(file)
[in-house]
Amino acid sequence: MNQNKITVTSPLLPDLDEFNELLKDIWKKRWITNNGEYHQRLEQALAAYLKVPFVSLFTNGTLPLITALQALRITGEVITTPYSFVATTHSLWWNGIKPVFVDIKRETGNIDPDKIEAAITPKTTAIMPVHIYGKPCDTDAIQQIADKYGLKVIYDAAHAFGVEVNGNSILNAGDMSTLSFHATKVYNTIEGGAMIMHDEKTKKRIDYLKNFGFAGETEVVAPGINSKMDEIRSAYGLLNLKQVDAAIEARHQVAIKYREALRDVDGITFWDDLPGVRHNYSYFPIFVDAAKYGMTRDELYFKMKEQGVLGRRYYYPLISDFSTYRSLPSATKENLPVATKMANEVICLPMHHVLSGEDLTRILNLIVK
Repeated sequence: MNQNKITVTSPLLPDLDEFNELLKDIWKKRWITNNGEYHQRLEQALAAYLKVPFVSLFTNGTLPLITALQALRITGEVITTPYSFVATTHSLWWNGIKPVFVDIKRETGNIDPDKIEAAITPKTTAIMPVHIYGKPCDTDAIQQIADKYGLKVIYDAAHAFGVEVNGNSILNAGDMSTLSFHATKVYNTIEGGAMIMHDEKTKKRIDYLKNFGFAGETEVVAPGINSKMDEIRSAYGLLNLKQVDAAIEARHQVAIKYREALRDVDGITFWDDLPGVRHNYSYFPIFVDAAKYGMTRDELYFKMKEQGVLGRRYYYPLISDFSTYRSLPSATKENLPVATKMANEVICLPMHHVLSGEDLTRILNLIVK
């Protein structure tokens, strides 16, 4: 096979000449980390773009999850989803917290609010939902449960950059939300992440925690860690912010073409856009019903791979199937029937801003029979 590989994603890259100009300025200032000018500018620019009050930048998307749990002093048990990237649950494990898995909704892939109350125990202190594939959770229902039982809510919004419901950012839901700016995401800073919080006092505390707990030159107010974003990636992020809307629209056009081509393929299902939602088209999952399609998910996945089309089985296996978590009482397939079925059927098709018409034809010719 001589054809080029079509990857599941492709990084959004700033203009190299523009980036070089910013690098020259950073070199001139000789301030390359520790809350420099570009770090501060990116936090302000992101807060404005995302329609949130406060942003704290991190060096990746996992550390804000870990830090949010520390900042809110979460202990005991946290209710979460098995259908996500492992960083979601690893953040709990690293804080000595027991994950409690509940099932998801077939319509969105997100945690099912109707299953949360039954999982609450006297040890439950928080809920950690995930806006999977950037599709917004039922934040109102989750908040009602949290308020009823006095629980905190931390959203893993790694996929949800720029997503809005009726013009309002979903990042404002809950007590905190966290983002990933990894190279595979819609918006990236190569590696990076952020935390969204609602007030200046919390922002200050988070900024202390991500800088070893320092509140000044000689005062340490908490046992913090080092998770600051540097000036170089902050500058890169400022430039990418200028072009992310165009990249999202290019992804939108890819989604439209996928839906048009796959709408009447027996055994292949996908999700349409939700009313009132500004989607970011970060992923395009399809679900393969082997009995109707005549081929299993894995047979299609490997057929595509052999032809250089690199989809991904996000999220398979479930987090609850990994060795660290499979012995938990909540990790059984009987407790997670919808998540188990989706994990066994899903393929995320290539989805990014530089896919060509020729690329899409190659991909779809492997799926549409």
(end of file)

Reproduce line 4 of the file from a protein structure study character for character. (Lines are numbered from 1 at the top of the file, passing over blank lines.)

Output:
């Protein structure tokens, strides 16, 4: 096979000449980390773009999850989803917290609010939902449960950059939300992440925690860690912010073409856009019903791979199937029937801003029979 590989994603890259100009300025200032000018500018620019009050930048998307749990002093048990990237649950494990898995909704892939109350125990202190594939959770229902039982809510919004419901950012839901700016995401800073919080006092505390707990030159107010974003990636992020809307629209056009081509393929299902939602088209999952399609998910996945089309089985296996978590009482397939079925059927098709018409034809010719 001589054809080029079509990857599941492709990084959004700033203009190299523009980036070089910013690098020259950073070199001139000789301030390359520790809350420099570009770090501060990116936090302000992101807060404005995302329609949130406060942003704290991190060096990746996992550390804000870990830090949010520390900042809110979460202990005991946290209710979460098995259908996500492992960083979601690893953040709990690293804080000595027991994950409690509940099932998801077939319509969105997100945690099912109707299953949360039954999982609450006297040890439950928080809920950690995930806006999977950037599709917004039922934040109102989750908040009602949290308020009823006095629980905190931390959203893993790694996929949800720029997503809005009726013009309002979903990042404002809950007590905190966290983002990933990894190279595979819609918006990236190569590696990076952020935390969204609602007030200046919390922002200050988070900024202390991500800088070893320092509140000044000689005062340490908490046992913090080092998770600051540097000036170089902050500058890169400022430039990418200028072009992310165009990249999202290019992804939108890819989604439209996928839906048009796959709408009447027996055994292949996908999700349409939700009313009132500004989607970011970060992923395009399809679900393969082997009995109707005549081929299993894995047979299609490997057929595509052999032809250089690199989809991904996000999220398979479930987090609850990994060795660290499979012995938990909540990790059984009987407790997670919808998540188990989706994990066994899903393929995320290539989805990014530089896919060509020729690329899409190659991909779809492997799926549409």